Emergency borrowing from the European Central Bank remained exceptionally elevated for a second straight day on Friday, intensifying speculation that one or more euro zone bank might be facing new funding problems.
ECB figures showed banks borrowed more than 16 billion euros ($21.69 billion) in high-cost emergency overnight funding, the highest amount since June 2009 and well above the 1.2 billion euros which banks were taking before the figure first jumped on Thursday.
The ECB gives no breakdown of the borrowing figures and declined to comment on Friday when asked for an explanation for the jump.
Traders remained unsure whether the spike was due to a serious funding issue or whether a bank had simply made an error earlier in the week by not borrowing enough at the ECB's regular weekly funding handout.
If a bank, or number of banks, did not get enough funding, and were unable to make up the difference in open markets, they would be forced to use the ECB's emergency facility until the next ECB tender came around.
"As no bank or banking group from any euro zone country is aggressively seeking money in the interbank market at the moment, it is likely that something went wrong at the main refinancing operation," said one euro zone money market trader.
"The bank or banking group needs to tap the ECB for the money whether they like it or not, or they are doing that so as not to appear active on the money market and to thereby be stigmatised," he added
European bank shares were down 1 percent by 1100 GMT, underperforming the wider market as the euro extended falls against the dollar and other key currencies.
The theory that the spike was due to human error appeared to be supported by data from the ECB's latest weekly funding operation.
Banks borrowed the lowest amount since June at the tender, 19 billion euros less than the previous week and well below expected demand of around 160 billion euros.
However, a monetary source in Italy, speaking on condition of anonymity, told Reuters that the increase in borrowing was not a technical problem and was a sign that money markets were still not functioning correctly and geographically split in the wake of the global financial crisis.
The source said the Italian banking system continued to have good access to money markets.
The borrowing jump added extra complexity to the question of whether the ECB will scale back, or extend, its money market support measures at its next meeting on Mar. 3.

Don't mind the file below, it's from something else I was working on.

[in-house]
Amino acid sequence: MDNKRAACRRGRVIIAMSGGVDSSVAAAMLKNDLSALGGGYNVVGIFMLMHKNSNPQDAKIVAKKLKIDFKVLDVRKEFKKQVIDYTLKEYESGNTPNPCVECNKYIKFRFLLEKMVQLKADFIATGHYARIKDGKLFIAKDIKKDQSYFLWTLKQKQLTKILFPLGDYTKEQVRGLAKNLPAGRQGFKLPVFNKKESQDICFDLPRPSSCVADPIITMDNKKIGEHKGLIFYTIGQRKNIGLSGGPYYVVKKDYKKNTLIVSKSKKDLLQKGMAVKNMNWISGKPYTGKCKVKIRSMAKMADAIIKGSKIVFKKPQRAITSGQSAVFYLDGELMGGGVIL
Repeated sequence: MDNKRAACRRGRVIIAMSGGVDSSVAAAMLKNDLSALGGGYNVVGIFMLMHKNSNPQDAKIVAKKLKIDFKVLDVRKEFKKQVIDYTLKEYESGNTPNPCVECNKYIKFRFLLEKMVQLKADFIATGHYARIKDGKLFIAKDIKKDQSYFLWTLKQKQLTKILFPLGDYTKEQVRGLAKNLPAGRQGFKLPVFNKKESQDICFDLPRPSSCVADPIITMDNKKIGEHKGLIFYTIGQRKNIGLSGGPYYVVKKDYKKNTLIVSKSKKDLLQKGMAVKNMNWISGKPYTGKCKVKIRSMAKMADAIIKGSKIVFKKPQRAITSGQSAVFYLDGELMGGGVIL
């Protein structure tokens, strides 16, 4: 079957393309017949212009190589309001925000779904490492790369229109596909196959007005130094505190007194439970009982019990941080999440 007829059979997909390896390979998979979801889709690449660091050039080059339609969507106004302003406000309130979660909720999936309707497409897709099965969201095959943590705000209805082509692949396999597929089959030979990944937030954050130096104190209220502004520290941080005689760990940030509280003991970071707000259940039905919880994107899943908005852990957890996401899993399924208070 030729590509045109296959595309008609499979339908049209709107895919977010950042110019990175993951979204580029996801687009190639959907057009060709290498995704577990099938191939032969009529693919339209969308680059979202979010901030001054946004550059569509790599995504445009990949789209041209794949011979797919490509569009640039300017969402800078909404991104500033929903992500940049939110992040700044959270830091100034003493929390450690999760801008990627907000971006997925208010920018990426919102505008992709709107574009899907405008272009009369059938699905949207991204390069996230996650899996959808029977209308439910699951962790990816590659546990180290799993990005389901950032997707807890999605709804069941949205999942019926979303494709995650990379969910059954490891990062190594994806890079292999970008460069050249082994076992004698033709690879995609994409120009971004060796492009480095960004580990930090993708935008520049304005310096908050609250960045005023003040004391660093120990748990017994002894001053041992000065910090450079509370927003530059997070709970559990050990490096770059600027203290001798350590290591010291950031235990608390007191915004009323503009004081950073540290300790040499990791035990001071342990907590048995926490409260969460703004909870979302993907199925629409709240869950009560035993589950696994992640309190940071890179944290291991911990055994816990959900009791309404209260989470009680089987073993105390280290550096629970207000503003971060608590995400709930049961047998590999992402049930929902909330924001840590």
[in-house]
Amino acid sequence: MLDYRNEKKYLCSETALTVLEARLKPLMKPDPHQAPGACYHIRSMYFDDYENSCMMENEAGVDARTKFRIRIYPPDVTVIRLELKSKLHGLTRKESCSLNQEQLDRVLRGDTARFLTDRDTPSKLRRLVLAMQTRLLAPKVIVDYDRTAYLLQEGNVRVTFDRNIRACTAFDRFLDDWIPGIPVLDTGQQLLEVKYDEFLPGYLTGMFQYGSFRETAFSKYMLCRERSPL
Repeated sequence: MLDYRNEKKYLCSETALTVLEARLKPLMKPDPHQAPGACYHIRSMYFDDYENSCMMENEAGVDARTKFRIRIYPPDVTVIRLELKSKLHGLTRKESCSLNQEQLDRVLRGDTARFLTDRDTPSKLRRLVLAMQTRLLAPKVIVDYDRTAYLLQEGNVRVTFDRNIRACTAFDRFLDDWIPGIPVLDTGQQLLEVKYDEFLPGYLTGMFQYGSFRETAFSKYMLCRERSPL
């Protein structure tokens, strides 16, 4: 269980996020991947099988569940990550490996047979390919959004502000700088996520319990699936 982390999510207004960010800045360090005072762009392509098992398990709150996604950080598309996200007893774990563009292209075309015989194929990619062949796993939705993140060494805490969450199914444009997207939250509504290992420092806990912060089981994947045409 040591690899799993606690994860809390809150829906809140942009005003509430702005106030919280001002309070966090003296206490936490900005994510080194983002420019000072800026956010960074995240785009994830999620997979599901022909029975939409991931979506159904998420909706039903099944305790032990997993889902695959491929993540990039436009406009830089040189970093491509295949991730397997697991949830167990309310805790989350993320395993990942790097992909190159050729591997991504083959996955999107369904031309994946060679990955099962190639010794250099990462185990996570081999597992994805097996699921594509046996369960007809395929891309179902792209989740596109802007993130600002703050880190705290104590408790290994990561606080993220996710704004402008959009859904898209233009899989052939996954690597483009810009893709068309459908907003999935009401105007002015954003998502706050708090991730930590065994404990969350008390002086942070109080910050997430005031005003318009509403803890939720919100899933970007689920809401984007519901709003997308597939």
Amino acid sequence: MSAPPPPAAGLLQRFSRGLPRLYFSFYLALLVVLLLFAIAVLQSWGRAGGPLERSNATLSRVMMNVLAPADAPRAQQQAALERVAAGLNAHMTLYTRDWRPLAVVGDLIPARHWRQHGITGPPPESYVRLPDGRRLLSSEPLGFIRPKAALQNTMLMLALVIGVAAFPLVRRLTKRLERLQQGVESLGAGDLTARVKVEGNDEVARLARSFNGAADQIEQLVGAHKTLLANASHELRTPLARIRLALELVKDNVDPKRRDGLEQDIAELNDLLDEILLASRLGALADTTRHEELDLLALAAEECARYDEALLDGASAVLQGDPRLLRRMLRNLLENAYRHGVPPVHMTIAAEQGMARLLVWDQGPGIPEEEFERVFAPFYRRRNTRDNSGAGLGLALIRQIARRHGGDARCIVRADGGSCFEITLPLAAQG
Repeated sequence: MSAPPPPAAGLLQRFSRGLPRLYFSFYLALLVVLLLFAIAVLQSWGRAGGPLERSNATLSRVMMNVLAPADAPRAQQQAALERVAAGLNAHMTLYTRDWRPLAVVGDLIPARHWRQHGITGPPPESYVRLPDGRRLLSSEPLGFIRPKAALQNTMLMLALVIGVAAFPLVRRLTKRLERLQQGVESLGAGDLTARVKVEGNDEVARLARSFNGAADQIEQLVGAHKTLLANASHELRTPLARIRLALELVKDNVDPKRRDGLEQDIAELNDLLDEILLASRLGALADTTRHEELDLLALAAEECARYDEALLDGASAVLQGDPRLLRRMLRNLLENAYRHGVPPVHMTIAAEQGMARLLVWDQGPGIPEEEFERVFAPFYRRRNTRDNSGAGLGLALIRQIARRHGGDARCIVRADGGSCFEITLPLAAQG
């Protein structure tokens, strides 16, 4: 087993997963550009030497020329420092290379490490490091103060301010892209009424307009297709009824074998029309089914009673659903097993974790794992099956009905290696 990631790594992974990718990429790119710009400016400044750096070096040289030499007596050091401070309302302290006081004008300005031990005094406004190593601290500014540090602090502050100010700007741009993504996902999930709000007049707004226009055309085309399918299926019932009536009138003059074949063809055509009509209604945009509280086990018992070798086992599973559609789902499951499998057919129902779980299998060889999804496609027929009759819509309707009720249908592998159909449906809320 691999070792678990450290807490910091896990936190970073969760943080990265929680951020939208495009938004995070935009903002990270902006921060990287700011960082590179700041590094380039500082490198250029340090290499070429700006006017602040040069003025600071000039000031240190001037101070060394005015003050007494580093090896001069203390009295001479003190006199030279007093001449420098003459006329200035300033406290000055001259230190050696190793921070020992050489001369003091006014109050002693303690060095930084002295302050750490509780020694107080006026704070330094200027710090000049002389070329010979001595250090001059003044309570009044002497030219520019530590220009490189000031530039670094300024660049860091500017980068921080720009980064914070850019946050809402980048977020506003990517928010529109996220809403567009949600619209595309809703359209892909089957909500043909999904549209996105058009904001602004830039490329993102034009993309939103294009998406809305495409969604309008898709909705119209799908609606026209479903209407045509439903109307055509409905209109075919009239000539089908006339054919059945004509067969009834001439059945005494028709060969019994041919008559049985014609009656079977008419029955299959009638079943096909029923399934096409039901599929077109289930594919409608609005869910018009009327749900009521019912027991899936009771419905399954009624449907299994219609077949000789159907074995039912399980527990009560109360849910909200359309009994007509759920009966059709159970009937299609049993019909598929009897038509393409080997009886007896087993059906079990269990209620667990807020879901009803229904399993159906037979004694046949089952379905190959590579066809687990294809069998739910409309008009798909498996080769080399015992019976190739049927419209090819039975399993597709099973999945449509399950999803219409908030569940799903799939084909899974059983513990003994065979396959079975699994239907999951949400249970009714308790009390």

ECB President Jean-Claude Trichet said in a recent interview that the health of money markets had improved, although Belgium's Guy Quaden said this week liquidity support remained necessary.
"If the increased use of the marginal borrowing facility is due to new problems in the banking system this would call for an extension of the ECB's liquidity support," said UniCredit analyst Luca Cazzulani.
"The ECB knows exactly who is borrowing the money and why they are doing it. If it is due to a mistake then it should not influence their thinking at all."
The extra 0.75 percent which banks have to pay for overnight funding from the ECB normally means it is used only as a last resort.
The last time before this week that overnight borrowing exceeded 10 billion euros was on June 24, 2009, when it was 28.7 billion euros, the highest ever. This year, emergency overnight borrowing has been above 1 billion euros only twice.
Traders said while mistyping the required amount or missing the ECB's tender altogether would be an unlikely mistake, it could happen.
"It would be a huge oversight and pretty unlikely but it is possible if a lot of things conspired against you," said one London-based money market trader. "If it is a mistake then someone's boss is not going to be very happy."
If the sudden rise is down to an error, the distortion could last until Wednesday when banks get their next injection of ECB 7-day funding. Banks bid for ECB weekly cash on Tuesdays and receive the money a day after.
A number of banks, mainly from the euro zone's most debt-strained countries but also troubled banks in core countries, remain barred from open money markets and almost completely dependent on the ECB for funding.
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